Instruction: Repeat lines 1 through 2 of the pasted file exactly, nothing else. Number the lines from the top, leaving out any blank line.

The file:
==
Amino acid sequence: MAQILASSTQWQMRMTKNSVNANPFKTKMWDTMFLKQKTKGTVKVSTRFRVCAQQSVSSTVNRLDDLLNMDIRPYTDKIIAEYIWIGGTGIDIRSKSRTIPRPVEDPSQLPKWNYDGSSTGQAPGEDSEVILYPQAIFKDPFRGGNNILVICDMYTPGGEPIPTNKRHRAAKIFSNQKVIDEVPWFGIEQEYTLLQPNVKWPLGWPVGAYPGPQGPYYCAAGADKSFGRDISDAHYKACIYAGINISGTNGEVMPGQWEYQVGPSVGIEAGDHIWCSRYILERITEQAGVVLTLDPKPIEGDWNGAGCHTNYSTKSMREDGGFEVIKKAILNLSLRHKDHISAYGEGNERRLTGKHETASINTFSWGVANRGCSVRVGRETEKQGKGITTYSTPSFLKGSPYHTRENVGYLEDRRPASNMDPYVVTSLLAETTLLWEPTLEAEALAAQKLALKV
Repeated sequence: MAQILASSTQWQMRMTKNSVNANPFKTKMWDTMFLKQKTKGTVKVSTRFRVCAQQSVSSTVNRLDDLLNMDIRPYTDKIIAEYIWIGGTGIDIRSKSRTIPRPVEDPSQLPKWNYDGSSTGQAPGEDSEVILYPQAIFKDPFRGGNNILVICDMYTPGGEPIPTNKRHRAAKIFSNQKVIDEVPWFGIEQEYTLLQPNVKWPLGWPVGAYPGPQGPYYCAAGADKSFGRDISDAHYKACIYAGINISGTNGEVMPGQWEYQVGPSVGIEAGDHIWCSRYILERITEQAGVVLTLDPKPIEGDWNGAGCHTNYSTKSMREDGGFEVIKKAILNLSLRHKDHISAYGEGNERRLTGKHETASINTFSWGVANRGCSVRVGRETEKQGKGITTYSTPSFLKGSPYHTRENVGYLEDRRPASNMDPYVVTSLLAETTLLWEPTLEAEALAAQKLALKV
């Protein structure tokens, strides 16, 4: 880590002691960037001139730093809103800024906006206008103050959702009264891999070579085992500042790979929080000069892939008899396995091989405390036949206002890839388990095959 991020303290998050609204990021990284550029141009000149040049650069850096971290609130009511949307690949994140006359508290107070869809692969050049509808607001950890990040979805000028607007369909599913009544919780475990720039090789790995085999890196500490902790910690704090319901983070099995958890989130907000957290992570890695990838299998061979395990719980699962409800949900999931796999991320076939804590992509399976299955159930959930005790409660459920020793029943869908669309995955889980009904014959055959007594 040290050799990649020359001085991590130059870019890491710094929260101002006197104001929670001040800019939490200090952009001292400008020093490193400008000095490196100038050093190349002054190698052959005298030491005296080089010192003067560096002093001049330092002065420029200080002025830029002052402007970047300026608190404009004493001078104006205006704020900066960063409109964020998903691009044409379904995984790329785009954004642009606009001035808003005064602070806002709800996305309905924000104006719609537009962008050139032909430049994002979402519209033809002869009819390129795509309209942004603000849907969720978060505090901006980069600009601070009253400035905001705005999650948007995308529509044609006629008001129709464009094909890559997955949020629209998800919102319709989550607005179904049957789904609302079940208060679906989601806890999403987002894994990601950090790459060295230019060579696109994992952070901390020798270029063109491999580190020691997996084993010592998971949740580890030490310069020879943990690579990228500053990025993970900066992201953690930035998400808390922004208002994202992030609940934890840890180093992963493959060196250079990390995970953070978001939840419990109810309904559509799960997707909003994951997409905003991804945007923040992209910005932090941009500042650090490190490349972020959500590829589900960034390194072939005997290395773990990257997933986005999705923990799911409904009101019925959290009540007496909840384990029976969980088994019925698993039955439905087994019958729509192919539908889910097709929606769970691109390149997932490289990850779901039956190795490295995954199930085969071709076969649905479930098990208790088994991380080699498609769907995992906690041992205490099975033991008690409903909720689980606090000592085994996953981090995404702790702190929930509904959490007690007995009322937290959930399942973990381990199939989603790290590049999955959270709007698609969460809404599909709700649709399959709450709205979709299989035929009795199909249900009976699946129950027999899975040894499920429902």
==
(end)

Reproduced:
Amino acid sequence: MAQILASSTQWQMRMTKNSVNANPFKTKMWDTMFLKQKTKGTVKVSTRFRVCAQQSVSSTVNRLDDLLNMDIRPYTDKIIAEYIWIGGTGIDIRSKSRTIPRPVEDPSQLPKWNYDGSSTGQAPGEDSEVILYPQAIFKDPFRGGNNILVICDMYTPGGEPIPTNKRHRAAKIFSNQKVIDEVPWFGIEQEYTLLQPNVKWPLGWPVGAYPGPQGPYYCAAGADKSFGRDISDAHYKACIYAGINISGTNGEVMPGQWEYQVGPSVGIEAGDHIWCSRYILERITEQAGVVLTLDPKPIEGDWNGAGCHTNYSTKSMREDGGFEVIKKAILNLSLRHKDHISAYGEGNERRLTGKHETASINTFSWGVANRGCSVRVGRETEKQGKGITTYSTPSFLKGSPYHTRENVGYLEDRRPASNMDPYVVTSLLAETTLLWEPTLEAEALAAQKLALKV
Repeated sequence: MAQILASSTQWQMRMTKNSVNANPFKTKMWDTMFLKQKTKGTVKVSTRFRVCAQQSVSSTVNRLDDLLNMDIRPYTDKIIAEYIWIGGTGIDIRSKSRTIPRPVEDPSQLPKWNYDGSSTGQAPGEDSEVILYPQAIFKDPFRGGNNILVICDMYTPGGEPIPTNKRHRAAKIFSNQKVIDEVPWFGIEQEYTLLQPNVKWPLGWPVGAYPGPQGPYYCAAGADKSFGRDISDAHYKACIYAGINISGTNGEVMPGQWEYQVGPSVGIEAGDHIWCSRYILERITEQAGVVLTLDPKPIEGDWNGAGCHTNYSTKSMREDGGFEVIKKAILNLSLRHKDHISAYGEGNERRLTGKHETASINTFSWGVANRGCSVRVGRETEKQGKGITTYSTPSFLKGSPYHTRENVGYLEDRRPASNMDPYVVTSLLAETTLLWEPTLEAEALAAQKLALKV